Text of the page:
METHODS

After IRB approval and informed consent, 347 adult, nonpregnant fasting patients had a preoperative venous whole blood glucose measurement determined. All patients had verification of overnight fasting status and underwent IV catheter placement in the preoperative holding area. A drop of blood residue remaining on the IV catheter needle was sampled to measure the blood glucose with an Accu-Chek Inform glucometer (Roche Diagnostics, Indianapolis, IN). The cost of each glucometer strip at our institution is $0.37. The blood glucose concentration is automatically converted to a plasma-equivalent value by the meter. The patient’s age and any history of diabetes were recorded. In the event of an increased blood glucose level (≥100 mg/dL), the patient was informed, and the appropriate clinical team was notified that a second fasting glucose should be measured to confirm a diagnosis.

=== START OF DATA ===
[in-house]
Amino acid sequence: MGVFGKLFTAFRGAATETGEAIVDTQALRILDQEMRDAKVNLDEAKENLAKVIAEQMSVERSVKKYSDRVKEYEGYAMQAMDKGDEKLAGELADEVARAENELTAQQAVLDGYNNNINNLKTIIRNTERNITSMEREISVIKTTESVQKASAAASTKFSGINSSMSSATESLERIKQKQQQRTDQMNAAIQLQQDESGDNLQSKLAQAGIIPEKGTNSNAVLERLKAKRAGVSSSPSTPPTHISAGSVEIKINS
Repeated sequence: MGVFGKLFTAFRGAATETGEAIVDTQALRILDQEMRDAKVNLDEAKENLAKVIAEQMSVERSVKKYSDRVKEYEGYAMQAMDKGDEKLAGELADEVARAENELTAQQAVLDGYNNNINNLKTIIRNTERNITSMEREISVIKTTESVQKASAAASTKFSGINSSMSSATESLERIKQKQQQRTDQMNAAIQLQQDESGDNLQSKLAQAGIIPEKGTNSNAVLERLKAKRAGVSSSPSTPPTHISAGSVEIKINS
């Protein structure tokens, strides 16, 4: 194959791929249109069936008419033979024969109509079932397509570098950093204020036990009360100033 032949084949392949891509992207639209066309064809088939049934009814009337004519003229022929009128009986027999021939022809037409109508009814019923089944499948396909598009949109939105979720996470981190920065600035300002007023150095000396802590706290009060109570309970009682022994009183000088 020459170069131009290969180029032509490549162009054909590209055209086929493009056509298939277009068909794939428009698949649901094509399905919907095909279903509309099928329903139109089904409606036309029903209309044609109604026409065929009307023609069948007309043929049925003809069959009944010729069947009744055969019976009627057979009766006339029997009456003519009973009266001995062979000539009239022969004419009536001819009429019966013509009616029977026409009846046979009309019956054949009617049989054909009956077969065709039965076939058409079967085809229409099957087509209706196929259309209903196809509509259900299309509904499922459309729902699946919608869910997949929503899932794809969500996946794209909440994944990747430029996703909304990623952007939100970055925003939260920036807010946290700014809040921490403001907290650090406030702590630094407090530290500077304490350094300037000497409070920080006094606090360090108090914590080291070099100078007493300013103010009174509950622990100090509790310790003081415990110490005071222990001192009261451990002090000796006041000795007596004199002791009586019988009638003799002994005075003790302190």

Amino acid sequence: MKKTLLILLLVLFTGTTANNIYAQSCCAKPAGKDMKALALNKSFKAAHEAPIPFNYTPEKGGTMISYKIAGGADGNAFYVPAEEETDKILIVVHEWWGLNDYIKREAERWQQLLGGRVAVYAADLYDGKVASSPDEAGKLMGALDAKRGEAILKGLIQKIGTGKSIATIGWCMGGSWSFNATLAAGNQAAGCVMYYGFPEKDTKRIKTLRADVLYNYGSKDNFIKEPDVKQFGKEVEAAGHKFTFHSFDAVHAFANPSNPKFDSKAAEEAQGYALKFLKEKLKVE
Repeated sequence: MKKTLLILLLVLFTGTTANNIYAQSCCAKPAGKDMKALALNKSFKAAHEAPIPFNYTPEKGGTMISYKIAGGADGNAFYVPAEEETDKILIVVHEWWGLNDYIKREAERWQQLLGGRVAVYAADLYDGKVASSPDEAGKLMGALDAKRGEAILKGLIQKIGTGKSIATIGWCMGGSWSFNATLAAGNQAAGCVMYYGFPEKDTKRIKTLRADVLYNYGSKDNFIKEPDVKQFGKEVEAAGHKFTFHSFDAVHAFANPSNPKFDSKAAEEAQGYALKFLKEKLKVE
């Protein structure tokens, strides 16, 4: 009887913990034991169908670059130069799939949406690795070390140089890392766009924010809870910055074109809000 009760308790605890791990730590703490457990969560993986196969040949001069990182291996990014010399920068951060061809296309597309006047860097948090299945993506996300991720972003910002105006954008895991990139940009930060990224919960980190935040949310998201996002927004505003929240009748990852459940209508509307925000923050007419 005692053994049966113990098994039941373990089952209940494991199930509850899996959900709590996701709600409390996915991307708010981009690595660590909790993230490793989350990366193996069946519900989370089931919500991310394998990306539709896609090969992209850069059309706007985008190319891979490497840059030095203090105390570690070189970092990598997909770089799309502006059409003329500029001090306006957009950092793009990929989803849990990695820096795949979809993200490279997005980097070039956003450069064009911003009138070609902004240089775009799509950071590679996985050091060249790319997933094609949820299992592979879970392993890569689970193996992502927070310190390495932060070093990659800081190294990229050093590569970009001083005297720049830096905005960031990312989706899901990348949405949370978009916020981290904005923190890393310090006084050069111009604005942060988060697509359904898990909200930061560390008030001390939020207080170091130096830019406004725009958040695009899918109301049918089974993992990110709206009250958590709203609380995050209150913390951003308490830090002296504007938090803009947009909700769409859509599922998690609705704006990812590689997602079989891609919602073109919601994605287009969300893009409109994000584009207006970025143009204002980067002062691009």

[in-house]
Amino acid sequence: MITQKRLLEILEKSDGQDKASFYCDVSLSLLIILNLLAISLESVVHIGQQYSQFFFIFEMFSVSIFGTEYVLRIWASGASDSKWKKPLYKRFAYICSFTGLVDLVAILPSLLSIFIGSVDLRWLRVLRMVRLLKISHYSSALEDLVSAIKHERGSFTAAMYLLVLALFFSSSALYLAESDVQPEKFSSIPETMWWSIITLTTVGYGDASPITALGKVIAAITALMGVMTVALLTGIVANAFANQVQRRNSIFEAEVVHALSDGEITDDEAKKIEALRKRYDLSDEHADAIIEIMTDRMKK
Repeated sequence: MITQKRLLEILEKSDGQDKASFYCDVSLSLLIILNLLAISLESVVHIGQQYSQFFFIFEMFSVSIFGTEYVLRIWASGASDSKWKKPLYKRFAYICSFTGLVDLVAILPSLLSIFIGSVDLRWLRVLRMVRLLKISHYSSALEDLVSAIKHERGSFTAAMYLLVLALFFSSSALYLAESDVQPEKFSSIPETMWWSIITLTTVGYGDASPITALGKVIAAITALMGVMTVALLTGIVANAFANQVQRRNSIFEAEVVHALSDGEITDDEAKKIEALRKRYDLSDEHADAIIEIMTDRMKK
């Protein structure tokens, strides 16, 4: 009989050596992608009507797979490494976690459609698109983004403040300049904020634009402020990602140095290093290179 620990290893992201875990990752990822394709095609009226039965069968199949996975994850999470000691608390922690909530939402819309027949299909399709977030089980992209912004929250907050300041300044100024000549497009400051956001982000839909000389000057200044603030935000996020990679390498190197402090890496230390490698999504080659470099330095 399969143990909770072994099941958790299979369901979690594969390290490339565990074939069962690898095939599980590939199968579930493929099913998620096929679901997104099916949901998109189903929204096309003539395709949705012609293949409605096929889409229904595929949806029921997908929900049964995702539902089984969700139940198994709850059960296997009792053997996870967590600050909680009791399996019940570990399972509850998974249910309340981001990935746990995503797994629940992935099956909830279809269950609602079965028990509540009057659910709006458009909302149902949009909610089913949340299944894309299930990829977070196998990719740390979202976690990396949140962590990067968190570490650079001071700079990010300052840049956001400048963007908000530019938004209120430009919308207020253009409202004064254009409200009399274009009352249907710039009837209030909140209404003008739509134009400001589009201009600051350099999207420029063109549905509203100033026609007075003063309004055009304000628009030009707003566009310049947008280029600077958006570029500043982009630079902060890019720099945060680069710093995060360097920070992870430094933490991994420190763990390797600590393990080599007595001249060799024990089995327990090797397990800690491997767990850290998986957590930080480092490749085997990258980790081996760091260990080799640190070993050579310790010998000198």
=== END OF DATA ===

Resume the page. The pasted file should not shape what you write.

A personal communication from a former executive of one of the major diagnostic companies told us their data showed that, in patients with diabetes, it took 60–90 s to perform glucose testing. We performed a discreet event analysis for adding the process of obtaining the blood glucose value at the time of IV catheter insertion, which added 30–90 s to the process of IV insertion. The only extra steps for the nurse were starting the device, placing a strip into the chamber, and recording the glucose value.

Mean residence time for our patients in the preoperative holding area was determined from the Navicare® software system (Batesville, IN) over the time period of the study.

RESULTS